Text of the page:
The Nature of Decision Making
Types of Decisions
Models of Behavioral Decision Making
Economic Rationality Model
Simon's Bounded Rationality Model
The Judgmental Heuristics and Biases Model
The Social Model
Behaviorally Oriented Decision-Making Techniques
Traditional Participative Techniques
Modern Participative Techniques
Creativity and Decision Making
Group Decision Making
Groupthink and Group Problem Solving
Decision making is an integral function of management. Decision making
involves selecting or choosing a particular course of action from among the
various alternatives available in the decision making situation. The process
of decision making, as described by Herbert A.Simon, involves 3 phases,
namely intelligence activity phase, design activity phase and choice activity
phase. The intelligence activity phase relates to identification of the
problem. The design activity phase includes developing and analyzing various
courses of action and the choice activity phase involves choosing the best
course of action.
Rationality in decision making refers to the appropriateness of the chosen
means towards accomplishment of the end objectives. Decisions made by
managers may be programmed or non-programmed in nature depending upon the
frequency of occurrence of the decision making situation. A programmed
decision is the decision that is made when the decision maker has adequate
information pertaining to the decision making situation. These decisions are
routinely made decisions. Non-programmed decisions, on the other hand, are
the decisions made in situations which occur rarely or are unfamiliar. In
this case, the process of decision making involves identification and
evaluation of alternatives without the aid of a decision rule.
The role and importance of human behavior is emphasized by the behavioral
model of decision making. Four variations of behavioral models are discussed
in the chapter. The economic rationality model assumes that the decision
maker is perfectly rational while deciding over a particular course of action
and follows a logical and systematic sequence of actions. Simon's bounded
rationality model proposes that decision makers operate with a 'bounded'
rationality. Bounded rationality is said to occur when decision makers get
satisfied with a 'less-than-ideal' solution to a particular problem. The
judgmental heuristics and biases model takes the bounded rationality model a
step ahead by clearly identifying the cognitive biases of the decision maker
that influence his decisions. This model identifies three biases - the
availability, representative and the anchoring and adjustment heuristics.
Finally the social model, in contrast to the economic rationality model,
states that human feelings and emotions, by and large, affect the decisions
made by the decision maker.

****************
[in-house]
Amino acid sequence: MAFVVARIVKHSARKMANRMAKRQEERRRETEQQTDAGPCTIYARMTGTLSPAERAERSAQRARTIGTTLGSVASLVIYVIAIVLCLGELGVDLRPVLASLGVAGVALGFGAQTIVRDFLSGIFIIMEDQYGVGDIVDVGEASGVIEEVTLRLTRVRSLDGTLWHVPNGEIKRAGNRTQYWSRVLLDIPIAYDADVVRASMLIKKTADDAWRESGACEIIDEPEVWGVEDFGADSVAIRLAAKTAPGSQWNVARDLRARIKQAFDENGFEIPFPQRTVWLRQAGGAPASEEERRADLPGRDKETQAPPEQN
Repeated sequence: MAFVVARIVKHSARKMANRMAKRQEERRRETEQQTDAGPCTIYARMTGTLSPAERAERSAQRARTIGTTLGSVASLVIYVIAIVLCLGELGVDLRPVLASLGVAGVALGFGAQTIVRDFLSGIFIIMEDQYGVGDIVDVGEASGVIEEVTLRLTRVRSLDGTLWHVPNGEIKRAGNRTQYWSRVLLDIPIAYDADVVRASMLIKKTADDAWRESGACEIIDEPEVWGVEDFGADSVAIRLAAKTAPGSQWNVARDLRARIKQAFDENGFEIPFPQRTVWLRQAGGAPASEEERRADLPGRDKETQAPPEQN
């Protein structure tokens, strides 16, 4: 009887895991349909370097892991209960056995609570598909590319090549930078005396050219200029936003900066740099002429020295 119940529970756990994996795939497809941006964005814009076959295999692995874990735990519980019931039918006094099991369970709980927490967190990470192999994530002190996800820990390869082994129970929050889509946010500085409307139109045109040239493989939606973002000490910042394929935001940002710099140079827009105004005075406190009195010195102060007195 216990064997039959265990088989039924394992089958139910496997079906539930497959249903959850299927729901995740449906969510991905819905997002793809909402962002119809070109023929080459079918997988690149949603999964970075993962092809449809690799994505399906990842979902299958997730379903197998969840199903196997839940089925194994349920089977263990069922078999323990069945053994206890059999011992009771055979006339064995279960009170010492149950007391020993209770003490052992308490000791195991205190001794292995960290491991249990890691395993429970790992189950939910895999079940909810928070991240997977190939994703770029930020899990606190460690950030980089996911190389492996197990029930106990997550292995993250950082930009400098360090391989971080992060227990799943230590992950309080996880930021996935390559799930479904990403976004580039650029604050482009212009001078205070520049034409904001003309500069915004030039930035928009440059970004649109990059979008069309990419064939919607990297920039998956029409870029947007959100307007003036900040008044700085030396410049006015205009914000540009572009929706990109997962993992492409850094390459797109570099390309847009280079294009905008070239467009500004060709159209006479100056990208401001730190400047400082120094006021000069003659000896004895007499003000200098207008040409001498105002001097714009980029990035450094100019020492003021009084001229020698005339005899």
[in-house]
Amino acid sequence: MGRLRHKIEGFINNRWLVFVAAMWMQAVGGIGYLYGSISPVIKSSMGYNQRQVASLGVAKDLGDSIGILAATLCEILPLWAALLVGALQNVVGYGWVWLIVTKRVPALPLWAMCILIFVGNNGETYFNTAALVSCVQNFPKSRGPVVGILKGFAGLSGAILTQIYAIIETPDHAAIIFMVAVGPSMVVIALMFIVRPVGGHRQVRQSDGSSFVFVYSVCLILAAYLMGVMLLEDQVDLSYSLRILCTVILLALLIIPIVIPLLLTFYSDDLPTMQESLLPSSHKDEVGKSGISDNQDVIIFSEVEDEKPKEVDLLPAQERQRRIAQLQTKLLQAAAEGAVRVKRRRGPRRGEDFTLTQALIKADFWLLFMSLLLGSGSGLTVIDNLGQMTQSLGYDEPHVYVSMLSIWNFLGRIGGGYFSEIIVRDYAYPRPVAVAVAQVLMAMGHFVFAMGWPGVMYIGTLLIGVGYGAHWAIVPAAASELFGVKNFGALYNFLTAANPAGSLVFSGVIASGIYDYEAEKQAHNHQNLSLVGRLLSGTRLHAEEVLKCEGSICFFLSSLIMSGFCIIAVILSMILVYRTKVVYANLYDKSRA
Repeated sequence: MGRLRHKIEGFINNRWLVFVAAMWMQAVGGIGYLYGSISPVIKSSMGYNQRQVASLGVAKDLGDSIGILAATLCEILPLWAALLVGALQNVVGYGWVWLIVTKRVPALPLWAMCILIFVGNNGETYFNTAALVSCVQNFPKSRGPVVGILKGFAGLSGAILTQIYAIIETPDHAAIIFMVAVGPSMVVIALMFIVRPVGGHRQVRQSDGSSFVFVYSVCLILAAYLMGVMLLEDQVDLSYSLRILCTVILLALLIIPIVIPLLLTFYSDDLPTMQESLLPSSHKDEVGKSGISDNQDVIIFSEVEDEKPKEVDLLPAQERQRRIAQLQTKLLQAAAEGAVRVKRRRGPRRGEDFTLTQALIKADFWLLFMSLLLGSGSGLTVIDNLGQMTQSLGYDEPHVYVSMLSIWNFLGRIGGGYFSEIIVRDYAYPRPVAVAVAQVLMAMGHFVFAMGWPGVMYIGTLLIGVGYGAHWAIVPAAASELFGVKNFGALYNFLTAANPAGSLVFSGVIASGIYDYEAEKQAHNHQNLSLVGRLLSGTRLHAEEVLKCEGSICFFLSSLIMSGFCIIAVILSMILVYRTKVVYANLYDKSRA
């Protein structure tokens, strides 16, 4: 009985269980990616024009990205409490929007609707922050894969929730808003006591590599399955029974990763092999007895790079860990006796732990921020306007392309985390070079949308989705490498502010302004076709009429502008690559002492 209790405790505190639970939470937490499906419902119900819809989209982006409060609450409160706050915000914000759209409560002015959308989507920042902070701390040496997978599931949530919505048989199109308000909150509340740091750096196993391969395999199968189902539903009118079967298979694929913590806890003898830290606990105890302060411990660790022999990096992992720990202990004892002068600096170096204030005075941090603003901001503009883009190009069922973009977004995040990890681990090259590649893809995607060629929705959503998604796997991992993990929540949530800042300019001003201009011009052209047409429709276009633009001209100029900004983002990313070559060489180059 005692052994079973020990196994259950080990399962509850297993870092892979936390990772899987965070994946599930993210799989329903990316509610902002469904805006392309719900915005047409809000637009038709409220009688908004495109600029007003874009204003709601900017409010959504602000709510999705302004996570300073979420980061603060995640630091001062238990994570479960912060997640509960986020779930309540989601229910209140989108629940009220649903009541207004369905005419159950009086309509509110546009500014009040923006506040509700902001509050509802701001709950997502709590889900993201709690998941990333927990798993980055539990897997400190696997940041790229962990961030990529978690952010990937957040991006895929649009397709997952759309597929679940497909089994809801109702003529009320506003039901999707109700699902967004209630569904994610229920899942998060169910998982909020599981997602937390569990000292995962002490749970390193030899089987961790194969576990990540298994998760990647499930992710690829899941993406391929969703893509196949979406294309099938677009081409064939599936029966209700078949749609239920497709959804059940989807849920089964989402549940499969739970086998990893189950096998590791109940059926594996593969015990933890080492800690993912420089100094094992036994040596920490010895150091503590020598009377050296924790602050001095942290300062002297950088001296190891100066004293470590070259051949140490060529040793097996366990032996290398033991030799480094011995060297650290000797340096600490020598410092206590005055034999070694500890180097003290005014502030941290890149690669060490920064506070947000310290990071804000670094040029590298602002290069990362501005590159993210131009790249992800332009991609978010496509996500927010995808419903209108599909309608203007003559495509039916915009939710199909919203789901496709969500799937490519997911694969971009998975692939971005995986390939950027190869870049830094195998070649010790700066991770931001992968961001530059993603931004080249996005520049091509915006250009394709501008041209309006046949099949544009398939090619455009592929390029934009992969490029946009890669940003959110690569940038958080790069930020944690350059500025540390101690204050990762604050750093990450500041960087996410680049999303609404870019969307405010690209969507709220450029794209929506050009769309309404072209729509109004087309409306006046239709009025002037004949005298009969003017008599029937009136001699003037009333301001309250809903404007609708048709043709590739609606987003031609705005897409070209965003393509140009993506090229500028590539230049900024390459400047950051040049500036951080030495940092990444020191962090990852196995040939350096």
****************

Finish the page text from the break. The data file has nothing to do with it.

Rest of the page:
Behaviorally oriented decision making techniques emphasize the importance of
employee participation in the process of decision making. Increased employee
participation leads not only to better understanding of the decision making
situation but also helps identify a wider range of alternatives for the
problem on hand. Besides, increased employee participation in decision making
results in increasing employee productivity and job satisfaction, apart from
reducing employee turnover.
The Scanlon Plan is one of the most important traditional participative
techniques of decision making. It involves creation of formal committees to
encourage labor participation in the decision making process. Introduction of
suggestion boxes is another technique of problem solving. On the other hand,
quality circles and self-managed teams are examples of modern participative
techniques of decision making.
Organizations, of late, have realized the importance of creativity in the
process of decision making. Individuals or organizations are said to be
creative when they not only identify the problem accurately but also possess
the ability of generating innovative alternatives to the given problem
solving situation. Two major dimensions of creativity are divergent thinking
and cognitive complexity. Divergent thinking refers to 'out-of-box' or
innovative thinking. Cognitive complexity describes the extent to which an
individual uses elaborate, intricate and complex stimuli towards solving
philosophical or abstract problems. These two dimensions affect the degree of
creativity among different individuals.
Decision making in a group involves two phenomena - group polarization and
groupthink. Group polarization refers to the shift of employee attitude
towards a more extreme and reinforced state after a discussion within the
group, than was the state before the discussion. Groupthink, on the other
hand, happens when the group decides upon a course of action which is
accepted by a majority of its members, even before actually discovering all
the alternative solutions to the problem.
The most common forms of group problem solving are brainstorming, nominal
group technique and the Delphi technique. Brainstorming aims at generating
all possible alternatives to a given problem without actually attempting to
evaluate or assess these alternatives. The nominal group technique involves
employee participation in problem solving, without the need for any verbal or
physical interaction among the members. The nominal group technique nullifies
the dysfunctional effects of group decision making.
The Delphi technique is similar to the nominal group technique with a
difference that in Delphi technique, the participants do not actually meet at
a common place. Instead, these members are informed about the problem through
mails and are requested to post their opinions about the problem on hand.
Depending upon the decision making situation, managers employ any of the
problem solving techniques.